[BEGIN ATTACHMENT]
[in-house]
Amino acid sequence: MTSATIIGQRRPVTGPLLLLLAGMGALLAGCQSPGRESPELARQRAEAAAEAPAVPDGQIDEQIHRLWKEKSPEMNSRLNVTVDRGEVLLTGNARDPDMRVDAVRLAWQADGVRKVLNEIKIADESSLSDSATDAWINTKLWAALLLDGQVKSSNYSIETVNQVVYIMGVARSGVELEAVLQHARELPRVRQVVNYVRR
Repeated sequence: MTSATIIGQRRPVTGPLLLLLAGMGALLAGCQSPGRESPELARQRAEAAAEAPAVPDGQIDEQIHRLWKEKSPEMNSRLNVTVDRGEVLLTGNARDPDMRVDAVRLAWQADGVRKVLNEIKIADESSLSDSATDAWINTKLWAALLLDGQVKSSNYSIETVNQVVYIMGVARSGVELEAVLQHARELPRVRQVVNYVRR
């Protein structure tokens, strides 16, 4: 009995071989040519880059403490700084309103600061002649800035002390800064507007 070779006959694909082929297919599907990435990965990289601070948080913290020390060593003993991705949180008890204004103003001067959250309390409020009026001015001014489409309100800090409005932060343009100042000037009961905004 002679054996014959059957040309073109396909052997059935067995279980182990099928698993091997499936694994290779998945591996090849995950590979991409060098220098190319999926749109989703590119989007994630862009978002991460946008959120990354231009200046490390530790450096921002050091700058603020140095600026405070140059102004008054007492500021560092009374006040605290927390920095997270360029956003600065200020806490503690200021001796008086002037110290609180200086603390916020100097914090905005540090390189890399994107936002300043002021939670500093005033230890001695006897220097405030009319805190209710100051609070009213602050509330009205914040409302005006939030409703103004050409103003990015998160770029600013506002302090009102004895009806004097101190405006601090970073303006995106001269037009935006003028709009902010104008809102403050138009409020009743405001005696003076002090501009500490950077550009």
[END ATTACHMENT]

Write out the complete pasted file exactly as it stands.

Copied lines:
[in-house]
Amino acid sequence: MTSATIIGQRRPVTGPLLLLLAGMGALLAGCQSPGRESPELARQRAEAAAEAPAVPDGQIDEQIHRLWKEKSPEMNSRLNVTVDRGEVLLTGNARDPDMRVDAVRLAWQADGVRKVLNEIKIADESSLSDSATDAWINTKLWAALLLDGQVKSSNYSIETVNQVVYIMGVARSGVELEAVLQHARELPRVRQVVNYVRR
Repeated sequence: MTSATIIGQRRPVTGPLLLLLAGMGALLAGCQSPGRESPELARQRAEAAAEAPAVPDGQIDEQIHRLWKEKSPEMNSRLNVTVDRGEVLLTGNARDPDMRVDAVRLAWQADGVRKVLNEIKIADESSLSDSATDAWINTKLWAALLLDGQVKSSNYSIETVNQVVYIMGVARSGVELEAVLQHARELPRVRQVVNYVRR
């Protein structure tokens, strides 16, 4: 009995071989040519880059403490700084309103600061002649800035002390800064507007 070779006959694909082929297919599907990435990965990289601070948080913290020390060593003993991705949180008890204004103003001067959250309390409020009026001015001014489409309100800090409005932060343009100042000037009961905004 002679054996014959059957040309073109396909052997059935067995279980182990099928698993091997499936694994290779998945591996090849995950590979991409060098220098190319999926749109989703590119989007994630862009978002991460946008959120990354231009200046490390530790450096921002050091700058603020140095600026405070140059102004008054007492500021560092009374006040605290927390920095997270360029956003600065200020806490503690200021001796008086002037110290609180200086603390916020100097914090905005540090390189890399994107936002300043002021939670500093005033230890001695006897220097405030009319805190209710100051609070009213602050509330009205914040409302005006939030409703103004050409103003990015998160770029600013506002302090009102004895009806004097101190405006601090970073303006995106001269037009935006003028709009902010104008809102403050138009409020009743405001005696003076002090501009500490950077550009």